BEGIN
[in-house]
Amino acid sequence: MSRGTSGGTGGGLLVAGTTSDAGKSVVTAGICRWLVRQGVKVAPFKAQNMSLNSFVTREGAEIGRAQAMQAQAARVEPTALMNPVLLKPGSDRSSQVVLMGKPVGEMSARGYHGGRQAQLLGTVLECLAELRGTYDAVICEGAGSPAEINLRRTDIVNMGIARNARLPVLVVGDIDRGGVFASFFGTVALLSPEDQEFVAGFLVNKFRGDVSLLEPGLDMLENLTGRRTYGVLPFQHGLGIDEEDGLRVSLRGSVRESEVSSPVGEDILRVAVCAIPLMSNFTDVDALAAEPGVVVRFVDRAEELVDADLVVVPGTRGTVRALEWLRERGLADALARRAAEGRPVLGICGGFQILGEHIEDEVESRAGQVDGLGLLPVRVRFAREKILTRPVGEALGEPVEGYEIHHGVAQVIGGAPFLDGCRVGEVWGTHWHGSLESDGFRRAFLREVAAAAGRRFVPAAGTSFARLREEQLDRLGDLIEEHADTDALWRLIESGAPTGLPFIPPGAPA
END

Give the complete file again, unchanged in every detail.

[in-house]
Amino acid sequence: MSRGTSGGTGGGLLVAGTTSDAGKSVVTAGICRWLVRQGVKVAPFKAQNMSLNSFVTREGAEIGRAQAMQAQAARVEPTALMNPVLLKPGSDRSSQVVLMGKPVGEMSARGYHGGRQAQLLGTVLECLAELRGTYDAVICEGAGSPAEINLRRTDIVNMGIARNARLPVLVVGDIDRGGVFASFFGTVALLSPEDQEFVAGFLVNKFRGDVSLLEPGLDMLENLTGRRTYGVLPFQHGLGIDEEDGLRVSLRGSVRESEVSSPVGEDILRVAVCAIPLMSNFTDVDALAAEPGVVVRFVDRAEELVDADLVVVPGTRGTVRALEWLRERGLADALARRAAEGRPVLGICGGFQILGEHIEDEVESRAGQVDGLGLLPVRVRFAREKILTRPVGEALGEPVEGYEIHHGVAQVIGGAPFLDGCRVGEVWGTHWHGSLESDGFRRAFLREVAAAAGRRFVPAAGTSFARLREEQLDRLGDLIEEHADTDALWRLIESGAPTGLPFIPPGAPA